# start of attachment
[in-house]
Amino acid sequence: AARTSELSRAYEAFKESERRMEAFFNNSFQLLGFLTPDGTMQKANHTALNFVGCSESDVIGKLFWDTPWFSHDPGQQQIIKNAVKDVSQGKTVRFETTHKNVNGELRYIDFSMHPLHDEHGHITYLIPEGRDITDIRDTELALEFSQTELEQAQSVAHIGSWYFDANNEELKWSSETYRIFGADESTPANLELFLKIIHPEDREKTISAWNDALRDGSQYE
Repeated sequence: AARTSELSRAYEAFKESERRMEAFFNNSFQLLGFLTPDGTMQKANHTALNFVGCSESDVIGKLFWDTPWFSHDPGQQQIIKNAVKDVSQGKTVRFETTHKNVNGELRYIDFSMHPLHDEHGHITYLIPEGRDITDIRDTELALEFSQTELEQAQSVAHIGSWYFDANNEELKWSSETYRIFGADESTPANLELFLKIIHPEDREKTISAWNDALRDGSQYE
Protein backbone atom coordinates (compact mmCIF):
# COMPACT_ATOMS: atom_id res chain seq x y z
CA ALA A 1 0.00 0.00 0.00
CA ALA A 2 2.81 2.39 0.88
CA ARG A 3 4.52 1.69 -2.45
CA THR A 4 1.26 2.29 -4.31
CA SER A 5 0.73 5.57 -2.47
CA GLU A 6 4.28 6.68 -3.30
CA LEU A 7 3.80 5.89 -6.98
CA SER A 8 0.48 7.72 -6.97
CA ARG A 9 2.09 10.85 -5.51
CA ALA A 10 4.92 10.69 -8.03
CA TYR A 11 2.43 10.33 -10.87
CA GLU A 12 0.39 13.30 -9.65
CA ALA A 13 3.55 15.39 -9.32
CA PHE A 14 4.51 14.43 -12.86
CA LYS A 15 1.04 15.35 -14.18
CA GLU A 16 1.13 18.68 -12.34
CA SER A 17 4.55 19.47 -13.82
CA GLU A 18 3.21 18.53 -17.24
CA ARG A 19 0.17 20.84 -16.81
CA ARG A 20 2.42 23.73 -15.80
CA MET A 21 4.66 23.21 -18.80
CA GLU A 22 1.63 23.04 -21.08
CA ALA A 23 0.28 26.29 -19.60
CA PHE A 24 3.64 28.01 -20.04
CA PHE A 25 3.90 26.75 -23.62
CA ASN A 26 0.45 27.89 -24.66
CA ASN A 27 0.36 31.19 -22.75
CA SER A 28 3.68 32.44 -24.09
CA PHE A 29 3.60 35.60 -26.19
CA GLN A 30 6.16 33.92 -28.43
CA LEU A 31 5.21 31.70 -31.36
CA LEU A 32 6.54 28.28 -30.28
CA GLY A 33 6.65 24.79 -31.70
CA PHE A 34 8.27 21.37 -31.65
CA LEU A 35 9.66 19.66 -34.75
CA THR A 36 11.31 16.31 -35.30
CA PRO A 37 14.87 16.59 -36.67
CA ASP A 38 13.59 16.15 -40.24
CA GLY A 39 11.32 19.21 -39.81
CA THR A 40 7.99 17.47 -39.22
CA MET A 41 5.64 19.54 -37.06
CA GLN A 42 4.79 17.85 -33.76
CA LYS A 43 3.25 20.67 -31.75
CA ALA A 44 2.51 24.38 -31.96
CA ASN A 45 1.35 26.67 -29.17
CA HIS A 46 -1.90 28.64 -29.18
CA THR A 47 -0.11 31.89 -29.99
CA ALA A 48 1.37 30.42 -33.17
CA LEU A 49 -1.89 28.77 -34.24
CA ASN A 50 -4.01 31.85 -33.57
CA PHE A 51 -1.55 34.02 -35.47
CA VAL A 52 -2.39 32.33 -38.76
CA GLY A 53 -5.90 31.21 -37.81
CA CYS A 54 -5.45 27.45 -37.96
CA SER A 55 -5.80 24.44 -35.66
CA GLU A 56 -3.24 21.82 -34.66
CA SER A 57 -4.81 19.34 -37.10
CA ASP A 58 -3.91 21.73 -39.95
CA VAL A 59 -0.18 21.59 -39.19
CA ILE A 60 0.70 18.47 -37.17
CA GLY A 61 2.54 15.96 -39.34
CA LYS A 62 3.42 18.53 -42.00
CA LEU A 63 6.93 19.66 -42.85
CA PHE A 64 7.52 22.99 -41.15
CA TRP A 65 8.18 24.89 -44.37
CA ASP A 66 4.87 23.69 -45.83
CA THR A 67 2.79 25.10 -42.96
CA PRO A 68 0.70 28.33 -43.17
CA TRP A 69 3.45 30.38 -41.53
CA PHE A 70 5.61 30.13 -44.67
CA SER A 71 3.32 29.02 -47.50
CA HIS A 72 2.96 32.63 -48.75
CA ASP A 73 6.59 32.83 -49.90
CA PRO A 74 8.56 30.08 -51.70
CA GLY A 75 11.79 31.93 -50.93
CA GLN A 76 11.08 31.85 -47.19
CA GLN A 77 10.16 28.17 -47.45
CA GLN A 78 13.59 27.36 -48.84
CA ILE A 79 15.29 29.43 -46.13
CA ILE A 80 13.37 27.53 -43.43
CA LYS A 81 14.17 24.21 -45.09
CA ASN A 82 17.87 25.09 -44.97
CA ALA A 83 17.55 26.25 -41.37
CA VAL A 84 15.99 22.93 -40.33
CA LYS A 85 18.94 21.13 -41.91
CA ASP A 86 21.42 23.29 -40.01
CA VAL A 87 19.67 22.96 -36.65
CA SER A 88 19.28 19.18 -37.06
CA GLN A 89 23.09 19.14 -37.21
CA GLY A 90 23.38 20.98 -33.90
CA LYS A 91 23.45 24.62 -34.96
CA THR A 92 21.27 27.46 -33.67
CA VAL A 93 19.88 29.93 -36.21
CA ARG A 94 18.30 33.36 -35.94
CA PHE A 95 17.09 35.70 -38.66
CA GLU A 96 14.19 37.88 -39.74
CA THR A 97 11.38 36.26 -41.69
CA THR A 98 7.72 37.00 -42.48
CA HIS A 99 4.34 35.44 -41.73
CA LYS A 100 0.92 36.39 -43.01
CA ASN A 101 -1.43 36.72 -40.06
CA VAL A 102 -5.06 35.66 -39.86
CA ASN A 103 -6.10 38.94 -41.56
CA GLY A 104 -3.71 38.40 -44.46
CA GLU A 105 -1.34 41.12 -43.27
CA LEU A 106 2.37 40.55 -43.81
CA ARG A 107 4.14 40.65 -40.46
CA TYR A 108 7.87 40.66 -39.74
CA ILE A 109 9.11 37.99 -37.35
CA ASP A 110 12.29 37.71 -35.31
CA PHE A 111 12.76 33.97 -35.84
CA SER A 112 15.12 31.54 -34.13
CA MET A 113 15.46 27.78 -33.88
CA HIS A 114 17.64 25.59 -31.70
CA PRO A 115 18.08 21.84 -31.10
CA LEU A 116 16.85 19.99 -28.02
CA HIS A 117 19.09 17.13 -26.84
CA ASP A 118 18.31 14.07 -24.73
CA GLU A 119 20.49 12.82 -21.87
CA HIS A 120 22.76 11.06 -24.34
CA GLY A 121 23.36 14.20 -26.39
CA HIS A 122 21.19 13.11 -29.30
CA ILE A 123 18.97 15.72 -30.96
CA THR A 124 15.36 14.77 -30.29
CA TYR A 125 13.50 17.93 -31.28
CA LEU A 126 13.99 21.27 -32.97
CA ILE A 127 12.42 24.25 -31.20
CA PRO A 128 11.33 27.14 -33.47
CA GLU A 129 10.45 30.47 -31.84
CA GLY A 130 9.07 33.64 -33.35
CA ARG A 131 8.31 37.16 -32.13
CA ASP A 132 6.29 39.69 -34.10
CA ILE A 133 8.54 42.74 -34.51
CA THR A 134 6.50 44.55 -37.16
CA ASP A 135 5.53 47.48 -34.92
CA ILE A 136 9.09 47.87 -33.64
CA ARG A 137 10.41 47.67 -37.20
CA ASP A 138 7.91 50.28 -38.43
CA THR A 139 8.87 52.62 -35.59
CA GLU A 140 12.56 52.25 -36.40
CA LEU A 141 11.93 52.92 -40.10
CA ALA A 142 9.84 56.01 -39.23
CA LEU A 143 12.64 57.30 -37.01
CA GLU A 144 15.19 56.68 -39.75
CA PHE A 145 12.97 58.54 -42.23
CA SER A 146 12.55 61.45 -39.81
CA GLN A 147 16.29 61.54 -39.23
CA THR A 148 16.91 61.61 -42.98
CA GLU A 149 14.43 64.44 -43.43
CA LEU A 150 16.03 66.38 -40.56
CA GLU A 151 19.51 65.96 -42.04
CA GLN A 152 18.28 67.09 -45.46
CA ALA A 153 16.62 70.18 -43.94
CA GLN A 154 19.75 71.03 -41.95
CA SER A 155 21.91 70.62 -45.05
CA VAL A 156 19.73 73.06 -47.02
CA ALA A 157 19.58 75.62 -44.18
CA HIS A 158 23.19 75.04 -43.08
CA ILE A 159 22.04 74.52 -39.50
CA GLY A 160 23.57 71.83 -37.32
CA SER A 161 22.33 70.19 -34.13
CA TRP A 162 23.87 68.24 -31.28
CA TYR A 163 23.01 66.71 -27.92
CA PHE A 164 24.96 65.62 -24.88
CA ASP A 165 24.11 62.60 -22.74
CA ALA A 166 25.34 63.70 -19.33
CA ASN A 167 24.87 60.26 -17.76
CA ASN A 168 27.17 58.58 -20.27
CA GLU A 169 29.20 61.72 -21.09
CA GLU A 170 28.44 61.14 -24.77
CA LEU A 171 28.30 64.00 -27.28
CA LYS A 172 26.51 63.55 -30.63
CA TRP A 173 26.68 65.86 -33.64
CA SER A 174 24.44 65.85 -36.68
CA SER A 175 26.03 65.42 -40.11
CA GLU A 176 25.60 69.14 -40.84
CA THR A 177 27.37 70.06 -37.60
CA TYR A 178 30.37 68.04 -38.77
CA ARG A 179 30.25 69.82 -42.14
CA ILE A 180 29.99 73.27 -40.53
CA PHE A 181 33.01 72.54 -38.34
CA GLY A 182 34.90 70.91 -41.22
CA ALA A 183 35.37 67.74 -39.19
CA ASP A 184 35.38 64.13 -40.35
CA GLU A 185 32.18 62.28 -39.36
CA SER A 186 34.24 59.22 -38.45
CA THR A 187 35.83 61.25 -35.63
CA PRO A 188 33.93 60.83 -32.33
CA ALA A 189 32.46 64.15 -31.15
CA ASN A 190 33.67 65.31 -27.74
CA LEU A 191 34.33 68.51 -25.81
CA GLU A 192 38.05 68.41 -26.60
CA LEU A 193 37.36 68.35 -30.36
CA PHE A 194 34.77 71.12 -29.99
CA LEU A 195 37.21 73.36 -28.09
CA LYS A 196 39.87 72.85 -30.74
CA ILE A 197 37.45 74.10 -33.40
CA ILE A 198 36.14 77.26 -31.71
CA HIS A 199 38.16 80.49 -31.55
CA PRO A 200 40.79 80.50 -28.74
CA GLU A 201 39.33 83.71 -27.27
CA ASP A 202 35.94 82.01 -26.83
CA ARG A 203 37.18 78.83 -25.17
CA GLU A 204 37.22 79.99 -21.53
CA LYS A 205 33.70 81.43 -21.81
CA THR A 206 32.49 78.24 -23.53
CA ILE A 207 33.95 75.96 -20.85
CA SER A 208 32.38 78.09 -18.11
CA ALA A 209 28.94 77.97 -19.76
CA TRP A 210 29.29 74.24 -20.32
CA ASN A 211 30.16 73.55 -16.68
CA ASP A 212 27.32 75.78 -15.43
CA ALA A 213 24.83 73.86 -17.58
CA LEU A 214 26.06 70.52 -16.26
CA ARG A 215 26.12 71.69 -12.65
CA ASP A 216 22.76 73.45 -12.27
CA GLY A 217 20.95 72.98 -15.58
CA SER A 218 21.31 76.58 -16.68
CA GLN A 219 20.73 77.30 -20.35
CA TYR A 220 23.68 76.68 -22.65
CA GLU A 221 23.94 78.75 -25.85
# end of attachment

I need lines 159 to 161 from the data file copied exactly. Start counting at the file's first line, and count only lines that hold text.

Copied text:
CA GLN A 154 19.75 71.03 -41.95
CA SER A 155 21.91 70.62 -45.05
CA VAL A 156 19.73 73.06 -47.02